Assignment: Forced Attitude Change

Assignment: Forced Attitude Change
Assignment: Forced Attitude Change
There are multiple mechanisms that may explain why value at encoding improves recognition. First, selective- attention is likely used, such that attentional resources are allocated to learning more valuable information. It is well documented that value automatically and involuntar- ily captures attention (Anderson, 2013; Hickey, Chelazzi, & Theeuwes, 2010; Kiss, Driver, & Eimer, 2009). Conversely, a commonly used and often effective learning strategy is to ignore low-value items (Robison & Unsworth, 2017). How-
ever, if value solely captures attention such that partici- pants maintain valuable information longer, but does not affect the depth of their encoding, we would expect to have observed increased familiarity for valuable items. This rea- soning follows from research suggesting that maintenance rehearsal predominantly enhances familiarity (Fawcett et al., 2016; Gardiner et al., 1994). Instead, the current find- ings suggest that value encourages deeper elaborative encoding and semantic processing, as these encoding strategies are linked with later recollection (Fawcett et al., 2016; Gardiner et al., 1994). This selective increase in elaborative encoding for high value items may render them more distinctive than low value items, which may also lead to a relative increase in recollection (Rajaram, 1998).
and James M. Carlsmith (1959) conducted an experiment entitled “Cognitive Consequences of Forced Compliance”. This study involved 71 male students from . The students were asked to perform a tedious task involving using one hand to turn small spools a quarter clockwise turn. The purpose was to make the task uninteresting and unexciting enough that none of the participants could possibly find it enjoyable.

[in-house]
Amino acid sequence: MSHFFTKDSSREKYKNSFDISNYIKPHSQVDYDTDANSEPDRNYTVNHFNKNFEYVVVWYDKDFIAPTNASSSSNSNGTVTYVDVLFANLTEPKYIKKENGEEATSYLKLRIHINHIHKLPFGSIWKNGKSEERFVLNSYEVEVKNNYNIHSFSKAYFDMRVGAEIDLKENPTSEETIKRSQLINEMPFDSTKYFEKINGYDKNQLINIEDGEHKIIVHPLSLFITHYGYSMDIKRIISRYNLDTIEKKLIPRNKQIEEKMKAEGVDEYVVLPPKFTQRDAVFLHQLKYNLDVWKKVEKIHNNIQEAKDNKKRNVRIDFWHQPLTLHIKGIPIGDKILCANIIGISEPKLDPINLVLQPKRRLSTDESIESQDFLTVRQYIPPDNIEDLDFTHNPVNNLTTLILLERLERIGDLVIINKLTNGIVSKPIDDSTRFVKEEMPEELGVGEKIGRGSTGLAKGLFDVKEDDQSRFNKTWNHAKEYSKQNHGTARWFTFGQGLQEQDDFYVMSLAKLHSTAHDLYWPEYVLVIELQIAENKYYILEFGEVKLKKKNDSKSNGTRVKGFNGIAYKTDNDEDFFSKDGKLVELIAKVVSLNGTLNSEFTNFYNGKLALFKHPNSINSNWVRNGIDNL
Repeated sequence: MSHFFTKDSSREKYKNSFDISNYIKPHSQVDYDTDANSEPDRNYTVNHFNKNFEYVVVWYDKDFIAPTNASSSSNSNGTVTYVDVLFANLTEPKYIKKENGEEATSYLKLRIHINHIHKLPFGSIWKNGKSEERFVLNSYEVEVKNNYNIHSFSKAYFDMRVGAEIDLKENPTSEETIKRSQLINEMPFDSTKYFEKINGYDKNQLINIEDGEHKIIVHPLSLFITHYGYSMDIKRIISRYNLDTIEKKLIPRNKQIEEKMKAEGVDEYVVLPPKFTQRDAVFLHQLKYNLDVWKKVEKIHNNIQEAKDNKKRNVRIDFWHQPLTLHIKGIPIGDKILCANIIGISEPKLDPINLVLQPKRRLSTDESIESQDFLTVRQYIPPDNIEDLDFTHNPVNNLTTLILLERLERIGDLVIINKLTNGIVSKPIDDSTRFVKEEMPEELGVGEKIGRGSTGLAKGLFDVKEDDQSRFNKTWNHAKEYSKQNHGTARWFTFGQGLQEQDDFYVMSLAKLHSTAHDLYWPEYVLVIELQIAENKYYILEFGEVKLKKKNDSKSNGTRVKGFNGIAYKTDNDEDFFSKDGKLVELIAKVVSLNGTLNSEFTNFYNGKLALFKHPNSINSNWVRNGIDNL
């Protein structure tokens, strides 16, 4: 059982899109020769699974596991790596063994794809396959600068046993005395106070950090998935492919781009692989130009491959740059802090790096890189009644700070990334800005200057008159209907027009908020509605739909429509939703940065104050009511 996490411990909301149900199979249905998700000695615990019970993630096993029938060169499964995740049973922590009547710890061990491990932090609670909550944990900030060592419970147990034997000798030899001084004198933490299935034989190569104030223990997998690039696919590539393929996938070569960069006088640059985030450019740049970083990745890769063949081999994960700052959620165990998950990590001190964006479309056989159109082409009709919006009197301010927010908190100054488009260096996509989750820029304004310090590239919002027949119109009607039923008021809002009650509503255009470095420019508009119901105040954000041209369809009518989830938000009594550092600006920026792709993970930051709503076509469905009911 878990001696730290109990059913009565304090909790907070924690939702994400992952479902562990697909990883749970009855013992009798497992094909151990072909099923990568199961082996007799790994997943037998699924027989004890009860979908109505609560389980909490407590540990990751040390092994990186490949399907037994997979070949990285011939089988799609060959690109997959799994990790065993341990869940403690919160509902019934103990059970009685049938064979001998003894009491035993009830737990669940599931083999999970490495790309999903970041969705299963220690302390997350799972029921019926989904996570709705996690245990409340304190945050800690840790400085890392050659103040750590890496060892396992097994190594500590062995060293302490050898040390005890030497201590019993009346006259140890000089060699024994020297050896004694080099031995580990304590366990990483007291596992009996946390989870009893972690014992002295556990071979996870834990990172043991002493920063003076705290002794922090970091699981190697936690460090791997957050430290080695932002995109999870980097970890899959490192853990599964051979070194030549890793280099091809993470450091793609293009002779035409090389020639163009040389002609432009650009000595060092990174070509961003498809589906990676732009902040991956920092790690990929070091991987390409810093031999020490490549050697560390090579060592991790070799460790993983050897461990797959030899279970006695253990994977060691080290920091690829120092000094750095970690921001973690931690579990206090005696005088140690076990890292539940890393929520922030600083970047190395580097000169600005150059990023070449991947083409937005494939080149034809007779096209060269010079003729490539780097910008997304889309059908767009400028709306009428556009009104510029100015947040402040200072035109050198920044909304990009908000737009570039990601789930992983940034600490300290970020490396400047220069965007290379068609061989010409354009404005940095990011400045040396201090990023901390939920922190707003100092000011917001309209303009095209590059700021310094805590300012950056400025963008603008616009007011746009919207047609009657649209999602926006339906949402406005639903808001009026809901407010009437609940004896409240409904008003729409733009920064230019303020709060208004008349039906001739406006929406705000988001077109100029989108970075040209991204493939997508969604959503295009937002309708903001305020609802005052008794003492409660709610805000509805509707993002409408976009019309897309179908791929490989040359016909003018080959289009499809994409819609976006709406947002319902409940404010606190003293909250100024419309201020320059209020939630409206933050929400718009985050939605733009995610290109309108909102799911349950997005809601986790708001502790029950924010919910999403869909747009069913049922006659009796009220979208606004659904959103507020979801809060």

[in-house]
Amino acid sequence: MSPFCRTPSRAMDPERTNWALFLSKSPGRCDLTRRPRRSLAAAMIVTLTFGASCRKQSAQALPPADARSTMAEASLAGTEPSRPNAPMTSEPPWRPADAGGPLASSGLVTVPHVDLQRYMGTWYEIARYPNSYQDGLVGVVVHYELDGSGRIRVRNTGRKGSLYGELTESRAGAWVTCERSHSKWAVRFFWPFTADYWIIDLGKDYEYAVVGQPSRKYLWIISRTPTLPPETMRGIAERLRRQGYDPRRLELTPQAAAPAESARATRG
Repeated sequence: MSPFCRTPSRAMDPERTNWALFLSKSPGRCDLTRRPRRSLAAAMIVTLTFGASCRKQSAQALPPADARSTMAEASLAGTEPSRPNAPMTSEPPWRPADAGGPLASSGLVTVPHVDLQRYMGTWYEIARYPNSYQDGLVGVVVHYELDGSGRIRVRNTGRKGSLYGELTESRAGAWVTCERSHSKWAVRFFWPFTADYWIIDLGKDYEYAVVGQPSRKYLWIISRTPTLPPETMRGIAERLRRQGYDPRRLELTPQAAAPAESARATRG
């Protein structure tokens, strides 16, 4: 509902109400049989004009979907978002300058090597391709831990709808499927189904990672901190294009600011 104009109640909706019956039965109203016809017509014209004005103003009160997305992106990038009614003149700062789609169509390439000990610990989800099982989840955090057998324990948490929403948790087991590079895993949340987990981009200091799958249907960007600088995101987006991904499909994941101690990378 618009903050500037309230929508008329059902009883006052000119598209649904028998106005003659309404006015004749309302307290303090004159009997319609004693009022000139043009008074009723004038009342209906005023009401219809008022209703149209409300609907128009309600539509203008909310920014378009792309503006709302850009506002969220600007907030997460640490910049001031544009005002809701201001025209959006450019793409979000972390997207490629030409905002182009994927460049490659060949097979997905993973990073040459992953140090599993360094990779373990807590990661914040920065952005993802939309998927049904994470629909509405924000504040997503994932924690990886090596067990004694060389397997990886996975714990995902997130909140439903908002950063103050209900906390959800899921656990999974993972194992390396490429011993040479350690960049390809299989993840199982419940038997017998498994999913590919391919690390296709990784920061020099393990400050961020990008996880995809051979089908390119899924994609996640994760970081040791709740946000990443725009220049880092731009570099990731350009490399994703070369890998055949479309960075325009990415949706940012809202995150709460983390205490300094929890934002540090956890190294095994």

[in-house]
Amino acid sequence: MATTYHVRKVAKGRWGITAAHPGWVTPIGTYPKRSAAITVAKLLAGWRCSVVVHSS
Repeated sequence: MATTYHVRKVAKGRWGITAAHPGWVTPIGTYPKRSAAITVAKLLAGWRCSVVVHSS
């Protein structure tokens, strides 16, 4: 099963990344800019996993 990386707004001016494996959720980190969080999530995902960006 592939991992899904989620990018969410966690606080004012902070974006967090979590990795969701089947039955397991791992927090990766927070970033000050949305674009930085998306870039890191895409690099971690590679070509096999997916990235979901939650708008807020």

The experimental condition involved telling the subject before the experiment started that it would be fun, while the did not set any expectations for the task. The control subjects were asked to go to a room to be interviewed. The experimental condition involved giving either $1 or $20 to try to convince the next participant that the experiment was fun.
The results showed a significant difference between the groups. Another large difference was observed between the $1 and $20 groups. However, no difference emerged between the $20 group and control group. The results indicate that the smaller reward group ($1) had convinced themselves that the experiment was fun.
In summary, this study concluded that if an individual performs an action that goes against what they initially believe, the belief will typically change.
Cognitive dissonance theory

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